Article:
Well, I will think about whether to put up a donate button or not. Actually, what prompted me to think about this, was recently there have been a couple of enquiries from people who wanted to donate to my work.


Note, 0.5 will have Samba, that I have compiled in a running Pyro64, not in OE, so it is a PET package. The Samba in OE wants kerberus dependency, which I did not want, so experimented with configuration options, for the smallest build, and using the inbuilt heimdal instead of kerberus.

Even so, my PET is 11MB, whereas 01micko got his samba PET down to about 8MB -- though he has an older version.

I hope that I haven't configured-out too much functionality, and that it works OK. Well, testers will be welcome when 0.5 comes out.

For the record, here are my configure options:

# ./configure --prefix=/usr --localstatedir=/var --sysconfdir=/etc --libdir=/usr/lib --enable-fhs --includedir=/usr/include --bindir=/usr/bin --sbindir=/usr/sbin --with-configdir=/etc/samba --with-piddir=/var/run --with-privatedir=/etc/samba/private --with-privatelibdir=/usr/lib --with-modulesdir=/usr/lib --with-lockdir=/var/cache/samba --with-logfilebase=/var/log/samba --enable-cups --with-acl-support --with-automount --with-quotas --with-syslog --without-winbind --with-ldap --without-pam --without-ads --libexecdir=/usr/libexec --datadir=/usr/share --without-dmapi --without-fam --without-lttng --without-systemd --disable-avahi --enable-gnutls --without-sendfile-support --nopyc --nopyo --extra-python=/usr/bin/python3 --without-ad-dc --without-ntvfs-fileserver

...if you know something about configuring Samba, what do you think? Note that Pyro64 has all 64-bit libs in /lib and /usr/lib, with /lib64 and /usr/lib64 being symlinks.

Feedback can go here. This is where 0.5 will be announced:

Tags: oe, quirky

The return of Pyro64

October 23, 2017 — BarryK

Every now and again, I get frustrated by the bloatedness and weirdness of Ubuntu and Debian DEBs, that I am using in Quirky and Easy builds. I did play with Pyro64, packages compiled from source in OpenEmbedded, but only briefly.

But have just completed a compile in OE, for the x86_64 architecture (not x32), and built a new Pyro64, and it sure is looking good.

The difference in size of deployed distro is incredible. Quirky Pyro64 (now at version 0.3.3) is 274MB, and that includes LibreOffice, whereas Quirky Xerus 8.3 is 331MB. These have about the same functionality. Furthermore, I will probably be able to reduce the size of the Pyro64 build, as this is an early pre-alpha build.

If Pyro64 is so good, why did I previously go back to building with Ubuntu DEBs?

Well, there were some issues at the time, for example with the video. However, I have tackled some of these, and things are looking very good.

Then there is the Ubuntu DEB repository. I guess that is the big thing, so convenient. With Pyro64, everything has to be compiled. Almost, there is a small repo of packages that I compiled, and we can add to it.

So, 'oe-qky-src' is active again:

Oh, one other thing. SeaMonkey is running without spitting out heaps of complaints to stderr -- that is very reassuring. I am wondering if I am just imagining things, but everything seems faster, including SeaMonkey.

The Pyro64 binary packages can be used for building Quirky and Easy. I am thinking, will bring out another Quirky, and if testers like it, might go the same way for Easy.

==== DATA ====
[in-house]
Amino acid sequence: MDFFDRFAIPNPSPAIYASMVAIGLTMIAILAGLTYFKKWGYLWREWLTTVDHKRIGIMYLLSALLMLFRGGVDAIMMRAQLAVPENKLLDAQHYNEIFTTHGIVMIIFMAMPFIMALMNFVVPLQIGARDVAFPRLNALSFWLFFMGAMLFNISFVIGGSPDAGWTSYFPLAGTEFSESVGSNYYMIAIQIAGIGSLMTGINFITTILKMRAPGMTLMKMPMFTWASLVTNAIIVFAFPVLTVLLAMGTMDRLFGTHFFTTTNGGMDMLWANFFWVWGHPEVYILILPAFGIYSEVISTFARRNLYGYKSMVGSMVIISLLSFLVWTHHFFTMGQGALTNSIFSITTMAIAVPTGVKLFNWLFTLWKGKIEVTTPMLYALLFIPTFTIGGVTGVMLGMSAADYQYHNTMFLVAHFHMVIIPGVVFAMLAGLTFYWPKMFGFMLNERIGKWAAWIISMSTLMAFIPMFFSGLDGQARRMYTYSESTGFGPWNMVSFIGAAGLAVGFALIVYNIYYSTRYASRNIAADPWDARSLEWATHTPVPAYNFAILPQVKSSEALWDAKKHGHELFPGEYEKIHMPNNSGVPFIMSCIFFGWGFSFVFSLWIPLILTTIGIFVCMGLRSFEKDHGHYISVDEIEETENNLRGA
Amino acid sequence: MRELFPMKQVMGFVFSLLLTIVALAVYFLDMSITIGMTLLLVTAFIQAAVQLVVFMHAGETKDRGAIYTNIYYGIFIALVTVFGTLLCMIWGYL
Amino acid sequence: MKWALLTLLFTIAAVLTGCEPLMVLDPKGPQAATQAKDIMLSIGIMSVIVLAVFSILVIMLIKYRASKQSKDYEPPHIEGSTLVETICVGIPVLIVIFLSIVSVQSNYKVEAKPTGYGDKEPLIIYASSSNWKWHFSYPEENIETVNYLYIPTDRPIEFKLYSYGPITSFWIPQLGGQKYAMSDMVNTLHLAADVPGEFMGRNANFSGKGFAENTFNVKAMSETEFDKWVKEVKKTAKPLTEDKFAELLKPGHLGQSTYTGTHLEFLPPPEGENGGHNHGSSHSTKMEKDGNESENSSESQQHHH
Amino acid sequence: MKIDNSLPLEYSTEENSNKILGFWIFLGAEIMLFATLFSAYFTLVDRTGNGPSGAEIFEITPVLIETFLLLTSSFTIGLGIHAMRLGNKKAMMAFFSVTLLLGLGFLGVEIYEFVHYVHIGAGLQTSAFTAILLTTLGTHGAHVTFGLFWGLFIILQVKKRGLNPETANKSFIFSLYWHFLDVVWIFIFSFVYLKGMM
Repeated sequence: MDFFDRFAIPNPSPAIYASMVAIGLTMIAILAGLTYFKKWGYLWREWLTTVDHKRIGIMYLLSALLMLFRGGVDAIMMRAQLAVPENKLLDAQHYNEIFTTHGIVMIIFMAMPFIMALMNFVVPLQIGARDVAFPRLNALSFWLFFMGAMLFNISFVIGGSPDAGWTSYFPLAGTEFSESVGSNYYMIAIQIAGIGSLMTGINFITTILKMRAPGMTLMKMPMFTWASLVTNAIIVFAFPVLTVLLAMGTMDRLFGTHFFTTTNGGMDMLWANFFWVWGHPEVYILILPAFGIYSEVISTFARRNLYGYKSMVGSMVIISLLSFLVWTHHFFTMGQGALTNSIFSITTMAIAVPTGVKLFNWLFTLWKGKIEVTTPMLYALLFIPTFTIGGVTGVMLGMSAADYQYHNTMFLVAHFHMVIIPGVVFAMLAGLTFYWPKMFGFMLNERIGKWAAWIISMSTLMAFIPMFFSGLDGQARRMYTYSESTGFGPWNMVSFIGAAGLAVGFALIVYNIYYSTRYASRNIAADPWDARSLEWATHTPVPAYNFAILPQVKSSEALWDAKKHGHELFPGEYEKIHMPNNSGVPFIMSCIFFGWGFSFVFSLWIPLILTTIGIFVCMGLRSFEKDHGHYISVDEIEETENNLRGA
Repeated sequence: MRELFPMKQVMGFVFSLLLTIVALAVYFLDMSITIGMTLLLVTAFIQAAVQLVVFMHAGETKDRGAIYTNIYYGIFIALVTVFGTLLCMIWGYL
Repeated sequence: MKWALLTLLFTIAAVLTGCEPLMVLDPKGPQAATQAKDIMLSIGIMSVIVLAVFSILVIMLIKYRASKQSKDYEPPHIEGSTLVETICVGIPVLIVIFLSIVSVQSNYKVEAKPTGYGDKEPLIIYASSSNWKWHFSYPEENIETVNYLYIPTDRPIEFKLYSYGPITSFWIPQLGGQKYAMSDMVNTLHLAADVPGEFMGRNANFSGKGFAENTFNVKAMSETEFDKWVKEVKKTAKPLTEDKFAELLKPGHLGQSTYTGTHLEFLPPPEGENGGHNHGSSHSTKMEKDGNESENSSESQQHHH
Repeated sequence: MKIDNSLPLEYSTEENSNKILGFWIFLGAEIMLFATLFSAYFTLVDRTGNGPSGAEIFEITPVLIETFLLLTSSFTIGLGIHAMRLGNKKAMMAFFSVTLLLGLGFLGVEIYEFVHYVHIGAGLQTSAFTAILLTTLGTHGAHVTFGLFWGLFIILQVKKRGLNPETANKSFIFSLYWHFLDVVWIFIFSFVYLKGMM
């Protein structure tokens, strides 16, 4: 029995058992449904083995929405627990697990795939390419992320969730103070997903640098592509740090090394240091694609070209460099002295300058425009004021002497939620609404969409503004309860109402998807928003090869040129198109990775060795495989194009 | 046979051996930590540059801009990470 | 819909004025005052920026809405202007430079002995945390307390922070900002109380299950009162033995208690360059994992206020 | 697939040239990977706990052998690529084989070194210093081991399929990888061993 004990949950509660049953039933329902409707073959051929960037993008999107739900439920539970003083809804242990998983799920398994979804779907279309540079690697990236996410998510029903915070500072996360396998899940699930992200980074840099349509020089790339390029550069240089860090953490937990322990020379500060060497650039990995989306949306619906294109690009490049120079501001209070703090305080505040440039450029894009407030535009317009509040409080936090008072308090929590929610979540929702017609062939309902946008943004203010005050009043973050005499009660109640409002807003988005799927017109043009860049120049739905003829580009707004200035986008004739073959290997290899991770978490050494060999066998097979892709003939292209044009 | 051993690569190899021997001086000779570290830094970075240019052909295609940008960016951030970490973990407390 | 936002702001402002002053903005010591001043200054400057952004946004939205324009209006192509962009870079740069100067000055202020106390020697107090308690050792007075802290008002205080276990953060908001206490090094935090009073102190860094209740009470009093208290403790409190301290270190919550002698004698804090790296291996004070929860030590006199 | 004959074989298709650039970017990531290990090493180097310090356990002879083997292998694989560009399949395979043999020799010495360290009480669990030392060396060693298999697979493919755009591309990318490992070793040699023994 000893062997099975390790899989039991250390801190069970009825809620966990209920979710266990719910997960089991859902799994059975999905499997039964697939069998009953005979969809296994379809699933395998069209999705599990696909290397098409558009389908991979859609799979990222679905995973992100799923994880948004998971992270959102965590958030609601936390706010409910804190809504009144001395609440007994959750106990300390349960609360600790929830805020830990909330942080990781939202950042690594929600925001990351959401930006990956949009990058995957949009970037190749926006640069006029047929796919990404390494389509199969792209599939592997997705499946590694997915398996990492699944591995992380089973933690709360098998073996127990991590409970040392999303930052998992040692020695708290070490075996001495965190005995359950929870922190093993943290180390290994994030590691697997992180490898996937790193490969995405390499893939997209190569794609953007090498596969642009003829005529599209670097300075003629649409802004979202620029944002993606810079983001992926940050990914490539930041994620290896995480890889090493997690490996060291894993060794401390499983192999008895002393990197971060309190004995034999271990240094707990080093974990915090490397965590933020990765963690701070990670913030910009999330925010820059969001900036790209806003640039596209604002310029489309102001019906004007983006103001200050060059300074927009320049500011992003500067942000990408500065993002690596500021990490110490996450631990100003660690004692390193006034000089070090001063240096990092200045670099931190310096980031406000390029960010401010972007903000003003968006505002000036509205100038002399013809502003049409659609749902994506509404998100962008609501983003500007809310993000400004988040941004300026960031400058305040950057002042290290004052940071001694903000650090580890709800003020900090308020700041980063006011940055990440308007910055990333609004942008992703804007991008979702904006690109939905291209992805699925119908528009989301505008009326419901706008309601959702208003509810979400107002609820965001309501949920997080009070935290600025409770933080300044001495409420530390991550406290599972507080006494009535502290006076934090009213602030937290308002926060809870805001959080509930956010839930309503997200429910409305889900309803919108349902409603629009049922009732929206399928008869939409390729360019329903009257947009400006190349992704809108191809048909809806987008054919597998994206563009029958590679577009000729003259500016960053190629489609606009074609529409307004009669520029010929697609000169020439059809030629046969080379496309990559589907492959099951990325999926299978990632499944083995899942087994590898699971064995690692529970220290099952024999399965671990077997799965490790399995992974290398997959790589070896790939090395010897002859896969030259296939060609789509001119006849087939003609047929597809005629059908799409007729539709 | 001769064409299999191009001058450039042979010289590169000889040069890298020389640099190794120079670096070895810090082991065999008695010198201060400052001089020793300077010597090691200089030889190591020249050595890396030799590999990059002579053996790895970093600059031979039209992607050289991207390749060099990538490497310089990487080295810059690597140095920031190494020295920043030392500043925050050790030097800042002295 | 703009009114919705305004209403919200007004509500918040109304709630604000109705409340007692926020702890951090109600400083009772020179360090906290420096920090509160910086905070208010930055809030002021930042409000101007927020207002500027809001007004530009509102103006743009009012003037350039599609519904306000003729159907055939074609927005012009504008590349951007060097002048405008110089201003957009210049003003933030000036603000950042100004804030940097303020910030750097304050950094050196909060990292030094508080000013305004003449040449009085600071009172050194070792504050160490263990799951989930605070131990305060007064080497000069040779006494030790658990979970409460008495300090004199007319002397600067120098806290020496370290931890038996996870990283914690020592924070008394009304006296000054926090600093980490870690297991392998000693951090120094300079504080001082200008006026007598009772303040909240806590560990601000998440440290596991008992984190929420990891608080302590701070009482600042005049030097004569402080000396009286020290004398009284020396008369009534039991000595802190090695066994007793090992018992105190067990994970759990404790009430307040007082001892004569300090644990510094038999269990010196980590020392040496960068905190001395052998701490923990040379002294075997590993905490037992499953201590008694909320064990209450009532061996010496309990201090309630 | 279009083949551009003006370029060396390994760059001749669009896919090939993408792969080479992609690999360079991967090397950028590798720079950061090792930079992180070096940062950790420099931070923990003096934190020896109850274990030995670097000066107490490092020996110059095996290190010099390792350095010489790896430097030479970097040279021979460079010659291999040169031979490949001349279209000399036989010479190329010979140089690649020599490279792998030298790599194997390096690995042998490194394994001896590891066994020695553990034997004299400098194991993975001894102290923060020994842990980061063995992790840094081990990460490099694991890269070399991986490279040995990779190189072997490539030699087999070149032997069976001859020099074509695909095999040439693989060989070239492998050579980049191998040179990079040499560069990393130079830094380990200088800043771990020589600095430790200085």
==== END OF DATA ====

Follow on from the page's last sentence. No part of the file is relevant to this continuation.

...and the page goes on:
Tags: oe

Intel sna and uxa video acceleration

October 22, 2017 — BarryK

About four months ago, when I released Pyro64 0.2, built from binary packages compiled in OE, there was feedback about video rendering problems with Intel video hardware.

Blog post announcing Pyro64 0.2:

Forum feedback:

Today I investigated this, and found that OE has set the video acceleration to "sna", without support for "uxa". sna is intended to replace uxa, and has superior performance, but still has serious issues. The recipe file in OE:

The interesting parts are:

PACKAGECONFIG ??= "xvmc sna udev ${@bb.utils.contains('DISTRO_FEATURES', 'opengl', 'dri dri1 dri2', '', d)}"

[sna] = "--enable-sna,--disable-sna" PACKAGECONFIG[uxa] = "--enable-uxa,--disable-uxa"

I am using the "pyro" release of OE. Looking in the github repo, I found that the recipe has been changed recently:

Which has this:

-PACKAGECONFIG ??= "xvmc sna udev ${@bb.utils.contains('DISTRO_FEATURES', 'opengl', 'dri dri1 dri2', '', d)}"
+PACKAGECONFIG ??= "xvmc uxa udev ${@bb.utils.contains('DISTRO_FEATURES', 'opengl', 'dri dri1 dri2', '', d)}"

The problem is, as far as I can understand how these recipes work, that change will have the effect of enabling uxa but disabling sna. Really, I want both to be enabled.

Linux From Scratch explains that both can be enabled:

Note, there is also another hardware accelerator called "glamor":

glamor is enabled in xorg-server, see meta/recipes-graphics/xorg-xserver/

Anyway, I have created recipes-graphics/xorg-driver/xf86-video-intel_git.bbappend in my OE-Quirky overlay, with this in it:

PACKAGECONFIG_append = " uxa"

...which, again, as far as I understand how these recipes are evaluated, should cause "--enable-uxa", and we will also get "--enable-sna", although LFS explains the latter is the default.

Tags: oe

Change core2 to nocona for x86-64

October 21, 2017 — BarryK

About four months ago, I released a build of Quirky built with binary packages compiled in OpenEmbedded, for x86_64 CPUs.

It was codenamed "Pyro64" and was version 0.2. Here is the announcement:

There is a link to a thread on the Puppy Forum. One of the testers reported failure due to a missing CPU instruction.

Yeah, the baseline x86_64 in OpenEmbedded/Yocto is defined as "core2". This refers to an early Intel x86_64 CPU introduced in 2006: